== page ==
New things: Growing my own

Some of our homegrown Garrison lettuce, Celebrity tomato and cucumber mint water.
Looks yummy, doesn’t it? Let me tell you about a months-in-the-making addition to my list of 50 new things I’m trying this year as part of my 50th birthday celebration. Vegetable gardening.

I eat tons of salad, year-round, so I was happy to support my housemate’s enthusiasm for putting together a small garden in the backyard. I imagined the money I’d save growing my own organic cucumber. I thought about the varieties of lettuce I’d experiment with. And I counted the days until we’d have our own homegrown tomatoes.

(Brilliant American songwriter Guy Clark said/sang it best with a tune called “Homegrown Tomatoes” on his 1983 album, Better Days: “There’s only two things that money can’t buy, and that’s true love and homegrown tomatoes.”)

Early fruits

She mixed up earthy magic using a recipe developed by Mel Bartholomew (founder of Square Foot Gardening) to get us going and pretty soon, our little patch of heaven boasted seedlings galore.

The sugar snap pea scampered up its trailing string in a mad rush to bloom and fruit. The mint, basil, sage and dill made themselves at home. When we added mums and petunias for natural insect control, our fledgling garden literally blossomed.

Thanks to the magic of Mel’s Mix (and careful watering), I even coaxed lettuce and strawberries to grow in a notoriously inauspicious strawberry pot.

Cucumber and tomatoes were slower to establish themselves. The tomato plants mostly kept getting taller and needing more support. The cuke spent its days climbing and dividing into more vines. And we had a squash plant that made showy blossoms but was stingy with the actual fruit.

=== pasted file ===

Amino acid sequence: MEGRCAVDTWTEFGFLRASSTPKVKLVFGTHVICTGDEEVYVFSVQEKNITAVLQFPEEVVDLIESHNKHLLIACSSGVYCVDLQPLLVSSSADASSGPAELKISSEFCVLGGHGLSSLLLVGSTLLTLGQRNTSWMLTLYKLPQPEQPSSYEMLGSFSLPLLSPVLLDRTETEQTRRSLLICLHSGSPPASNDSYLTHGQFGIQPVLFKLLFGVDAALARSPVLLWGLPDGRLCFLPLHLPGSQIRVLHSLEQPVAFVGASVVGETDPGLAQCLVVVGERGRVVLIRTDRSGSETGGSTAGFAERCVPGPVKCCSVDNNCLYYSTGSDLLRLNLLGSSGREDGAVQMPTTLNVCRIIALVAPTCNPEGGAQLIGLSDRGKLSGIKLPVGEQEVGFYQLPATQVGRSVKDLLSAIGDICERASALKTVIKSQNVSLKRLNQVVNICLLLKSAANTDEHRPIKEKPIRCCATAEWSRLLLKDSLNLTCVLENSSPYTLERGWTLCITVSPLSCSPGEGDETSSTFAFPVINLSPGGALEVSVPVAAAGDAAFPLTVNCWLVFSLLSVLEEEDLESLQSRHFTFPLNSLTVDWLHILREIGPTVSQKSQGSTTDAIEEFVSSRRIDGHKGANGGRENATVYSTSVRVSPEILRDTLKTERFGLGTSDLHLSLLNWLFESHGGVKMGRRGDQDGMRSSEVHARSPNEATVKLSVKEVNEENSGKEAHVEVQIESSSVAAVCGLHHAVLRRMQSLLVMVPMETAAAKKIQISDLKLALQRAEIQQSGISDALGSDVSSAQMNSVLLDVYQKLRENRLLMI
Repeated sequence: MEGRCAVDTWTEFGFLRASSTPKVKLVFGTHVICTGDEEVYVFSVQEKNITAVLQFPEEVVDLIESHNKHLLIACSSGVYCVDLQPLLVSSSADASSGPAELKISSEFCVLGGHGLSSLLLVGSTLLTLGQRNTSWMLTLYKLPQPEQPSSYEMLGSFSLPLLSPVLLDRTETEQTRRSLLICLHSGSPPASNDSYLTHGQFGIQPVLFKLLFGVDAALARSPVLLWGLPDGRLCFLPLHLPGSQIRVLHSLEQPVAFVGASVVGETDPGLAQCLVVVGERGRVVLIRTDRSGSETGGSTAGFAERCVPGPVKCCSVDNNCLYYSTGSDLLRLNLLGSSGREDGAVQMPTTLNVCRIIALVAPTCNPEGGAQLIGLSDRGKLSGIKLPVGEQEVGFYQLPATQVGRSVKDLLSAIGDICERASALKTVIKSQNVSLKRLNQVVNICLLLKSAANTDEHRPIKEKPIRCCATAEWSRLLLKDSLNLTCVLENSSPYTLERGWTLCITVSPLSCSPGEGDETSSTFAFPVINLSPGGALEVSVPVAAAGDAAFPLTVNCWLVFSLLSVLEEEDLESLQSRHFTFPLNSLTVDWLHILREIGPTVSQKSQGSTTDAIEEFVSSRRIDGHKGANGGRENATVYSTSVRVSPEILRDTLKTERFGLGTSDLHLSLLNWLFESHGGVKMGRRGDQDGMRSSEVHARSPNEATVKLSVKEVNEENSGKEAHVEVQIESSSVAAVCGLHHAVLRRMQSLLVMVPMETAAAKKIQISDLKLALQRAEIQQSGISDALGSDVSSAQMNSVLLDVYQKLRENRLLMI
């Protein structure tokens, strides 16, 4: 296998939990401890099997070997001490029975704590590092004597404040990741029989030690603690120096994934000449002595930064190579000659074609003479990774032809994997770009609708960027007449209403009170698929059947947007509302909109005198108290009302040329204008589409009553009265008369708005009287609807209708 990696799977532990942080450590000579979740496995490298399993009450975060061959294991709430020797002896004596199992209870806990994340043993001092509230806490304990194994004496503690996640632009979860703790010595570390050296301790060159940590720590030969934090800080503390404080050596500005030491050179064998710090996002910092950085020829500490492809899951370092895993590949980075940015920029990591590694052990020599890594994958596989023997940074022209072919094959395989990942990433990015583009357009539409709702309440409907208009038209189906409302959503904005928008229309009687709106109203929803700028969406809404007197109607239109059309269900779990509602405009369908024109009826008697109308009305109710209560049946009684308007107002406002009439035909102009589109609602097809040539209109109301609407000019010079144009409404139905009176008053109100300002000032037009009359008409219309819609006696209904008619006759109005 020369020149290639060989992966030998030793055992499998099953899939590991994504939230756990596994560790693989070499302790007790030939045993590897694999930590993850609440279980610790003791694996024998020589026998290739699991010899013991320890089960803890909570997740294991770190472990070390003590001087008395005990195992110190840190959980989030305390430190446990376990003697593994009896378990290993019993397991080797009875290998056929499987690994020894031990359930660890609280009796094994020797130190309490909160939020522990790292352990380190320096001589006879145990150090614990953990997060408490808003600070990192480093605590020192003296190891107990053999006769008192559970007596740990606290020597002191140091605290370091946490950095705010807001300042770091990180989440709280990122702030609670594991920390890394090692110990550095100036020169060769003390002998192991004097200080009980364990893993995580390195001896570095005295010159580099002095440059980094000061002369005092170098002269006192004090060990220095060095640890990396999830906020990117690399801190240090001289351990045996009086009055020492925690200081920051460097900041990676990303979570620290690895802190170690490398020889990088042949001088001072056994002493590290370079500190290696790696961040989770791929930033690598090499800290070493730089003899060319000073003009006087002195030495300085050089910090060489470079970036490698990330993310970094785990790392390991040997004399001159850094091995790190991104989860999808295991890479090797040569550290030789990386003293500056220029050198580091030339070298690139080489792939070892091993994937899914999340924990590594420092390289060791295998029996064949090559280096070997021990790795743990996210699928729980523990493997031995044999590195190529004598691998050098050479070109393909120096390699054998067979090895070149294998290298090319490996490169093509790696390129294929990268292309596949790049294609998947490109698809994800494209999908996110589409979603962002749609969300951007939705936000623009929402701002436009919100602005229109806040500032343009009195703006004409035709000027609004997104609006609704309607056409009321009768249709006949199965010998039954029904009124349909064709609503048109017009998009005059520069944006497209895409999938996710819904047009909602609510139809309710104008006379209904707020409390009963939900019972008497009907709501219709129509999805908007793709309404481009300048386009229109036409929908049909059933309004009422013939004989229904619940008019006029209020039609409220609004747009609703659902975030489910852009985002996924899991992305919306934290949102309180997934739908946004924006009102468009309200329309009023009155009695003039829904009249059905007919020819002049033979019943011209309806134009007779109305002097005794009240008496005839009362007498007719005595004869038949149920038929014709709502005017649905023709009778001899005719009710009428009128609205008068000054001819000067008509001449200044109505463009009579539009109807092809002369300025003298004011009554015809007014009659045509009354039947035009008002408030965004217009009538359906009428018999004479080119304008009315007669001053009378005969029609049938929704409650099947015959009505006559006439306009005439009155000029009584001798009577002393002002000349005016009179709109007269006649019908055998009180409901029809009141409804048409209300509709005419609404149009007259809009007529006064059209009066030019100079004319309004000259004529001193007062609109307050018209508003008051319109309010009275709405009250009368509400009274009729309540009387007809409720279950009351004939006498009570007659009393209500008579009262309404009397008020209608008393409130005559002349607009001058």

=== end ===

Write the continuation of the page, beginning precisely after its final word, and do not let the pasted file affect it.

The solo gardener

For all my housemate enjoyed planning and setting up the garden, and as much as she and I both loved the hide-and-seek game of looking for fledgling cucumbers, the everyday routine of gardening couldn’t hold her interest.

A single day’s harvest of plum tomatoes!

I might have given up, too, as the Texas spring got hot and we spent more time in the air-conditioned house, but dang it, I wanted my salad goodies.

So I remembered to water every day. I tapped the blooming tomato plants to help ensure pollination. I guided the greedy cucumber vine to things it could hold onto besides the tomato plants. I dead-headed the ‘mums and petunias to keep them blossoming.

And finally…


The harvest of our first cucumbers and plum tomatoes began a riotous abundance of delicious summer eating. Soon, we were refreshing ourselves with cucumber-mint water from a never-empty pitcher. Snacking on plum- and cherry-tomatoes. And when at last we began getting full-sized tomatoes, we celebrated our homegrown bounty with BLT sandwiches and tomato cucumber salad.

Dog-day reflections

It’s mid-August now. Temperatures here have been in the triple digits for weeks. The vine of plum tomatoes is still producing fruit, though at a sluggish pace appropriate to these dog days of summer. Much of the garden has withered in spite of my ongoing efforts.

Knowing what I know now, will I get caught up in another gardening frenzy around here next spring? Ask me again when temperatures drop back into the 80s. Whisper words to me of love. Like bell pepper and sweet potato and other yumminess we haven’t yet tried to grow. Remind me how drinking cucumber water made me feel wealthy beyond measure.

And promise me homegrown tomatoes.

Photos: Sally Felt

Just won’t float

When I say I’m not the woman I was at 25, usually it’s because today’s 50-year old version of me feels freer, more confident and happier than I could imagine in my twenties. But recently, I freaked out in a spa’s floatation tank. It’s made me think about what personal growth really means.

Unsinkable in a mere foot of water

The spa promised an hour free of gravity’s shackles. I’d float like a cork in womb-like darkness in 300 gallons of water, saturated with more than a thousand pounds of Epsom salts, in a human-sized tank. The tank was soundproof and utterly dark. No distractions. Thanks to the body-temperature water, I’d soon lose track of where my skin ended and the water began.

Some might quail at the prospect, but I couldn’t wait. Back in the 80s, float tanks provided me a rare escape from my busy, busy brain.